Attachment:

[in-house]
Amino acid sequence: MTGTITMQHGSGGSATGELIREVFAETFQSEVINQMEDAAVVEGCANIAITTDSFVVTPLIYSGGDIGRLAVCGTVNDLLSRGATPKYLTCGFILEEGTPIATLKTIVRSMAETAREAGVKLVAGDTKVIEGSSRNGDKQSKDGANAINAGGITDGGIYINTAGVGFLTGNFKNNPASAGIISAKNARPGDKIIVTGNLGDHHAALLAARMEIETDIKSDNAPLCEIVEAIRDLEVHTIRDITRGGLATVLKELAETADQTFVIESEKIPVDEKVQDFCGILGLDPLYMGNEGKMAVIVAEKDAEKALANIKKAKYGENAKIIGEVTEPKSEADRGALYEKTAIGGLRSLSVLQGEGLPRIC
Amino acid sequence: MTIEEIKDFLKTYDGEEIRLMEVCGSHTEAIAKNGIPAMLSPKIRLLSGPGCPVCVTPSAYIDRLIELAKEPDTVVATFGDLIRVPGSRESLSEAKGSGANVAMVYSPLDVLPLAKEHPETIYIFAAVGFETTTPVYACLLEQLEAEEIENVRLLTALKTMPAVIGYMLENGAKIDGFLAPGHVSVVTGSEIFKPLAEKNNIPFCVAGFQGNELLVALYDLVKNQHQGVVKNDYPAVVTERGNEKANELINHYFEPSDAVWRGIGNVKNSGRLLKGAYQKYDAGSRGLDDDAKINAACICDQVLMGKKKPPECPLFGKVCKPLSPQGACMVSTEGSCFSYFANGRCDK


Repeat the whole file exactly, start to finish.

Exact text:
[in-house]
Amino acid sequence: MTGTITMQHGSGGSATGELIREVFAETFQSEVINQMEDAAVVEGCANIAITTDSFVVTPLIYSGGDIGRLAVCGTVNDLLSRGATPKYLTCGFILEEGTPIATLKTIVRSMAETAREAGVKLVAGDTKVIEGSSRNGDKQSKDGANAINAGGITDGGIYINTAGVGFLTGNFKNNPASAGIISAKNARPGDKIIVTGNLGDHHAALLAARMEIETDIKSDNAPLCEIVEAIRDLEVHTIRDITRGGLATVLKELAETADQTFVIESEKIPVDEKVQDFCGILGLDPLYMGNEGKMAVIVAEKDAEKALANIKKAKYGENAKIIGEVTEPKSEADRGALYEKTAIGGLRSLSVLQGEGLPRIC
Amino acid sequence: MTIEEIKDFLKTYDGEEIRLMEVCGSHTEAIAKNGIPAMLSPKIRLLSGPGCPVCVTPSAYIDRLIELAKEPDTVVATFGDLIRVPGSRESLSEAKGSGANVAMVYSPLDVLPLAKEHPETIYIFAAVGFETTTPVYACLLEQLEAEEIENVRLLTALKTMPAVIGYMLENGAKIDGFLAPGHVSVVTGSEIFKPLAEKNNIPFCVAGFQGNELLVALYDLVKNQHQGVVKNDYPAVVTERGNEKANELINHYFEPSDAVWRGIGNVKNSGRLLKGAYQKYDAGSRGLDDDAKINAACICDQVLMGKKKPPECPLFGKVCKPLSPQGACMVSTEGSCFSYFANGRCDK